Incorporating human dimensions is associated with better wildlife translocation outcomes| Nature Communications volume 14, Article number: 2119 | 2023 | Peer Reviewed | Systematic review | https://doi.org/10.1038/s41467-023-37534-5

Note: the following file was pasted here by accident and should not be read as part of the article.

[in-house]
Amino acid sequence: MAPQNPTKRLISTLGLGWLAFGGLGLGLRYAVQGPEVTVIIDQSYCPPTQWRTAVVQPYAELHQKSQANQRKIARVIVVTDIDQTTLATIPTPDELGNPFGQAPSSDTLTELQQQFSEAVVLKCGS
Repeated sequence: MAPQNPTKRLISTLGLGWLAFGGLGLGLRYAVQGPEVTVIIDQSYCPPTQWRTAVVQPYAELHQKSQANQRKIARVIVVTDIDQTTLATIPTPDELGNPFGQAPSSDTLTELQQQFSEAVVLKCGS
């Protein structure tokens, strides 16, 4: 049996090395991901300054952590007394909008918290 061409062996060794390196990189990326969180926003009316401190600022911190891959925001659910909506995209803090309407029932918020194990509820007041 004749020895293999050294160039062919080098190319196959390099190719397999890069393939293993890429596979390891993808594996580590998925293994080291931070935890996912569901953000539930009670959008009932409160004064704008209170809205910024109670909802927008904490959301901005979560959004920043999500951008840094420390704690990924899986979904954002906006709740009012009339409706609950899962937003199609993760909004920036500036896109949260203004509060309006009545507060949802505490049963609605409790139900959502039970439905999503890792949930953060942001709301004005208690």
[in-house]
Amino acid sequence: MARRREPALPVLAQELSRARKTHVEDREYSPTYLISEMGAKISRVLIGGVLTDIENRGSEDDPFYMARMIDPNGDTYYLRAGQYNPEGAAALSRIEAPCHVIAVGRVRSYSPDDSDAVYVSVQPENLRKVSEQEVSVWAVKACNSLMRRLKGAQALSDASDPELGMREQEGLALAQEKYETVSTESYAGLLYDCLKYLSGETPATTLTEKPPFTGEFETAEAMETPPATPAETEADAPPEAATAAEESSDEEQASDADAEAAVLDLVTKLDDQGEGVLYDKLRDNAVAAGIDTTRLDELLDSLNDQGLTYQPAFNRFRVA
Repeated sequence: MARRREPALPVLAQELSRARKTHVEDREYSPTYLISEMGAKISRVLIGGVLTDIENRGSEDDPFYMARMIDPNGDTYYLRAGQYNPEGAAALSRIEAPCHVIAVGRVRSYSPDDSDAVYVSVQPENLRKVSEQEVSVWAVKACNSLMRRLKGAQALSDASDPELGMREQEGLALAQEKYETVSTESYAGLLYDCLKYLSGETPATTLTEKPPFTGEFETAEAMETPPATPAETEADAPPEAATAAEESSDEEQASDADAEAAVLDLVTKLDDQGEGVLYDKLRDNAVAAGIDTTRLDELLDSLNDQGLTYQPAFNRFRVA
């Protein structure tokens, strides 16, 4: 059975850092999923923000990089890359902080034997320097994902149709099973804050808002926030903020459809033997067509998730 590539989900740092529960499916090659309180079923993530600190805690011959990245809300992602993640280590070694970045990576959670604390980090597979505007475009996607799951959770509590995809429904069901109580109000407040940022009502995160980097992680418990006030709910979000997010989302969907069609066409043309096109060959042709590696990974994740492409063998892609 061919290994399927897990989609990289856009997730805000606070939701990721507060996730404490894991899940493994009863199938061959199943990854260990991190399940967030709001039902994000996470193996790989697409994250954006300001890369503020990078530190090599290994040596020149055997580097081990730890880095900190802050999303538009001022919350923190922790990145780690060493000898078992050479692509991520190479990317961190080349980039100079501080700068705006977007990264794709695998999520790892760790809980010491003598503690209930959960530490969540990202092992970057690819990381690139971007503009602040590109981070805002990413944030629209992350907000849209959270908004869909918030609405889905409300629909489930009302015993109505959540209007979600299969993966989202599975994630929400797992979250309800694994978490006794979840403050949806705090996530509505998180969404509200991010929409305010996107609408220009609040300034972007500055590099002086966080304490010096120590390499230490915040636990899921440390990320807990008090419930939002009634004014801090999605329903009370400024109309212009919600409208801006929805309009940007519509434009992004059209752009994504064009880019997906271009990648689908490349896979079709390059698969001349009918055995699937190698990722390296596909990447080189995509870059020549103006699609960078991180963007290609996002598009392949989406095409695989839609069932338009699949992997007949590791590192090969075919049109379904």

Wildlife translocations are increasingly used to combat declining biodiversity worldwide. Successful translocation often hinges on coexistence between humans and wildlife, yet not all translocation efforts explicitly include human dimensions (e.g., economic incentives, education programs, and conflict reduction assistance). To evaluate the prevalence and associated outcomes of including human dimensions as objectives when planning translocations, we analyze 305 case studies from the IUCN’s Global Re-Introduction Perspectives Series. We find that fewer than half of all projects included human dimension objectives (42%), but that projects including human dimension objectives were associated with improved wildlife population outcomes (i.e., higher probability of survival, reproduction, or population growth). Translocation efforts were more likely to include human dimension objectives if they involved mammals, species with a history of local human conflict, and local stakeholders. Our findings underscore the importance of incorporating objectives related to human dimensions in translocation planning efforts to improve conservation success.